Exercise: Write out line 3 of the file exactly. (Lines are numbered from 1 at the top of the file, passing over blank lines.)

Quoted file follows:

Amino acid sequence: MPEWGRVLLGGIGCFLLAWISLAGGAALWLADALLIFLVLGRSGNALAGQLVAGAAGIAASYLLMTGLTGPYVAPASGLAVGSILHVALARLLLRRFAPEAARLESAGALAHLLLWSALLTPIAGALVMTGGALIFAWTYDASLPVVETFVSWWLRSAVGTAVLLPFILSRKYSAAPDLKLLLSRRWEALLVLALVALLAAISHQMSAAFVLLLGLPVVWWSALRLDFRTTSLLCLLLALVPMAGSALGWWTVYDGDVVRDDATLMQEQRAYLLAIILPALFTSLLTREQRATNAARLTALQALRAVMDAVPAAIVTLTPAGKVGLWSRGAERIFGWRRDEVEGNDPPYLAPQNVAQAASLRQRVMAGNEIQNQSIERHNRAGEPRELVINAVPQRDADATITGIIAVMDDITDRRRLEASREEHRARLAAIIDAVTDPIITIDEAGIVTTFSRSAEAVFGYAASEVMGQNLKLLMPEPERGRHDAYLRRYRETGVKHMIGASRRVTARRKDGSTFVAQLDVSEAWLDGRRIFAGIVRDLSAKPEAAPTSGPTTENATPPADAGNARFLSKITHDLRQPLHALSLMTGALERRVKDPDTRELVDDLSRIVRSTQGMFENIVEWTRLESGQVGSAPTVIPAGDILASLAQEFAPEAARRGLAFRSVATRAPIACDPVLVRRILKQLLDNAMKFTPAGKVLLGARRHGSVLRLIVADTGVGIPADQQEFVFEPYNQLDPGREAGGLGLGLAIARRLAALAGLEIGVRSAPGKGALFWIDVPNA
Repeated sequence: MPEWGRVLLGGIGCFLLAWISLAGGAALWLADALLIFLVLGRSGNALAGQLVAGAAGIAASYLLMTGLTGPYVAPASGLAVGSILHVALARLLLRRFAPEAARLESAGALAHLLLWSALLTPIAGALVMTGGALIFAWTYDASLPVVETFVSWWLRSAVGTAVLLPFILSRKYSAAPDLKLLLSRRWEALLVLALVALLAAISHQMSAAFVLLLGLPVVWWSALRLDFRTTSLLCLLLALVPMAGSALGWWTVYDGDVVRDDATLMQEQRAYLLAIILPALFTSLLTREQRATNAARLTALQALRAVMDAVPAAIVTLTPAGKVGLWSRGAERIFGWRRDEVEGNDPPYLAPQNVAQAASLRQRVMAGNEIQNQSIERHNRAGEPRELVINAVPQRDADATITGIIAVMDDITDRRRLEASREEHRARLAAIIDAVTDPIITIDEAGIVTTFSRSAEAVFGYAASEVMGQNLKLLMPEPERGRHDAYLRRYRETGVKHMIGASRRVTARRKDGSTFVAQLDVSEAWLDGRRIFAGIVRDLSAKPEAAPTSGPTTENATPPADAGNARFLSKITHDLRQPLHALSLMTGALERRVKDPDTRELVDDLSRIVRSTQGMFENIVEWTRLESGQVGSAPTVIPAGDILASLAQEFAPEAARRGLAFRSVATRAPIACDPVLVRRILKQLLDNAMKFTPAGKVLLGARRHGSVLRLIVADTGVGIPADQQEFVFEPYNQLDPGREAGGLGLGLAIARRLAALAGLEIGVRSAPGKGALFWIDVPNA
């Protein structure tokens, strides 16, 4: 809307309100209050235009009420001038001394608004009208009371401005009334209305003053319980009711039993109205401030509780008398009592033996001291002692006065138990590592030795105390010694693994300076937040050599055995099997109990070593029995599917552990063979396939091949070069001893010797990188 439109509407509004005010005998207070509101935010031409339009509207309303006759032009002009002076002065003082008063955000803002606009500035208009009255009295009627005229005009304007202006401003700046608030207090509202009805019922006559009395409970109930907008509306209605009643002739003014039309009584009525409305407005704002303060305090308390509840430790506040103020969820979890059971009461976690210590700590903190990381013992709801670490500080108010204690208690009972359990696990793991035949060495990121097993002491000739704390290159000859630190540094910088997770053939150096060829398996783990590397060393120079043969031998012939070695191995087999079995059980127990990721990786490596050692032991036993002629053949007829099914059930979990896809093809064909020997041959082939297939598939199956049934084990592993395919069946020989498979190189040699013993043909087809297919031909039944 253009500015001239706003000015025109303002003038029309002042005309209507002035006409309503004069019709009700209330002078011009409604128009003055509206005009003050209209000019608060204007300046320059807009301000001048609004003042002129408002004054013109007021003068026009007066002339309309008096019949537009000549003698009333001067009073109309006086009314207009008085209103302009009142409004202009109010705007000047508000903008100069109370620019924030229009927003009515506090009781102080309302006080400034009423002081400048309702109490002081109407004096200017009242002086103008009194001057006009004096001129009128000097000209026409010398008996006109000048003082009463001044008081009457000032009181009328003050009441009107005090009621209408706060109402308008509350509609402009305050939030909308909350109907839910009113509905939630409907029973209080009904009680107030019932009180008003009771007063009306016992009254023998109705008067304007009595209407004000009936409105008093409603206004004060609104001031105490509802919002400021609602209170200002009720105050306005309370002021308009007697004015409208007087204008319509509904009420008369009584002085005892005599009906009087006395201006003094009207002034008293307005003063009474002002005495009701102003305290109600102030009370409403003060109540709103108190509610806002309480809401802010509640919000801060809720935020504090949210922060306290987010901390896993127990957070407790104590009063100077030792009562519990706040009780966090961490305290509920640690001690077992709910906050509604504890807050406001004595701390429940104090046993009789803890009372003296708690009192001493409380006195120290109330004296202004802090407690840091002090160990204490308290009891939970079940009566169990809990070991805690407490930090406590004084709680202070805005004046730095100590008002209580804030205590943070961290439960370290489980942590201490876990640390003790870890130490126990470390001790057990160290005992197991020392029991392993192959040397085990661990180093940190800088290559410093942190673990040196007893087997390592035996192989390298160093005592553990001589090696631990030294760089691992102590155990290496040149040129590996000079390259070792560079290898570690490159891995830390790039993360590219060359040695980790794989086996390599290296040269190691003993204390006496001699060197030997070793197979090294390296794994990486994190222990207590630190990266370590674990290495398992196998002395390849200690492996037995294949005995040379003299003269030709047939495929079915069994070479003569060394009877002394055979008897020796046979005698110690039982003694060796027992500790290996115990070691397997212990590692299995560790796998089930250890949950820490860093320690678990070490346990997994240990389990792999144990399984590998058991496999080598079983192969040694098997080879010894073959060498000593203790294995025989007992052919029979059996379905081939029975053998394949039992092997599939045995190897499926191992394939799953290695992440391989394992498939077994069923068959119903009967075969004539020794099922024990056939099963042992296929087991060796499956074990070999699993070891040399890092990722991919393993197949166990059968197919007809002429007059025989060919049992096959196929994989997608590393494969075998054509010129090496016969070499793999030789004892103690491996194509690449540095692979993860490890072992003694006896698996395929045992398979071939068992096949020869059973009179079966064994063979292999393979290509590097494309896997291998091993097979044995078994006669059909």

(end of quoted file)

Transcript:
């Protein structure tokens, strides 16, 4: 809307309100209050235009009420001038001394608004009208009371401005009334209305003053319980009711039993109205401030509780008398009592033996001291002692006065138990590592030795105390010694693994300076937040050599055995099997109990070593029995599917552990063979396939091949070069001893010797990188 439109509407509004005010005998207070509101935010031409339009509207309303006759032009002009002076002065003082008063955000803002606009500035208009009255009295009627005229005009304007202006401003700046608030207090509202009805019922006559009395409970109930907008509306209605009643002739003014039309009584009525409305407005704002303060305090308390509840430790506040103020969820979890059971009461976690210590700590903190990381013992709801670490500080108010204690208690009972359990696990793991035949060495990121097993002491000739704390290159000859630190540094910088997770053939150096060829398996783990590397060393120079043969031998012939070695191995087999079995059980127990990721990786490596050692032991036993002629053949007829099914059930979990896809093809064909020997041959082939297939598939199956049934084990592993395919069946020989498979190189040699013993043909087809297919031909039944 253009500015001239706003000015025109303002003038029309002042005309209507002035006409309503004069019709009700209330002078011009409604128009003055509206005009003050209209000019608060204007300046320059807009301000001048609004003042002129408002004054013109007021003068026009007066002339309309008096019949537009000549003698009333001067009073109309006086009314207009008085209103302009009142409004202009109010705007000047508000903008100069109370620019924030229009927003009515506090009781102080309302006080400034009423002081400048309702109490002081109407004096200017009242002086103008009194001057006009004096001129009128000097000209026409010398008996006109000048003082009463001044008081009457000032009181009328003050009441009107005090009621209408706060109402308008509350509609402009305050939030909308909350109907839910009113509905939630409907029973209080009904009680107030019932009180008003009771007063009306016992009254023998109705008067304007009595209407004000009936409105008093409603206004004060609104001031105490509802919002400021609602209170200002009720105050306005309370002021308009007697004015409208007087204008319509509904009420008369009584002085005892005599009906009087006395201006003094009207002034008293307005003063009474002002005495009701102003305290109600102030009370409403003060109540709103108190509610806002309480809401802010509640919000801060809720935020504090949210922060306290987010901390896993127990957070407790104590009063100077030792009562519990706040009780966090961490305290509920640690001690077992709910906050509604504890807050406001004595701390429940104090046993009789803890009372003296708690009192001493409380006195120290109330004296202004802090407690840091002090160990204490308290009891939970079940009566169990809990070991805690407490930090406590004084709680202070805005004046730095100590008002209580804030205590943070961290439960370290489980942590201490876990640390003790870890130490126990470390001790057990160290005992197991020392029991392993192959040397085990661990180093940190800088290559410093942190673990040196007893087997390592035996192989390298160093005592553990001589090696631990030294760089691992102590155990290496040149040129590996000079390259070792560079290898570690490159891995830390790039993360590219060359040695980790794989086996390599290296040269190691003993204390006496001699060197030997070793197979090294390296794994990486994190222990207590630190990266370590674990290495398992196998002395390849200690492996037995294949005995040379003299003269030709047939495929079915069994070479003569060394009877002394055979008897020796046979005698110690039982003694060796027992500790290996115990070691397997212990590692299995560790796998089930250890949950820490860093320690678990070490346990997994240990389990792999144990399984590998058991496999080598079983192969040694098997080879010894073959060498000593203790294995025989007992052919029979059996379905081939029975053998394949039992092997599939045995190897499926191992394939799953290695992440391989394992498939077994069923068959119903009967075969004539020794099922024990056939099963042992296929087991060796499956074990070999699993070891040399890092990722991919393993197949166990059968197919007809002429007059025989060919049992096959196929994989997608590393494969075998054509010129090496016969070499793999030789004892103690491996194509690449540095692979993860490890072992003694006896698996395929045992398979071939068992096949020869059973009179079966064994063979292999393979290509590097494309896997291998091993097979044995078994006669059909």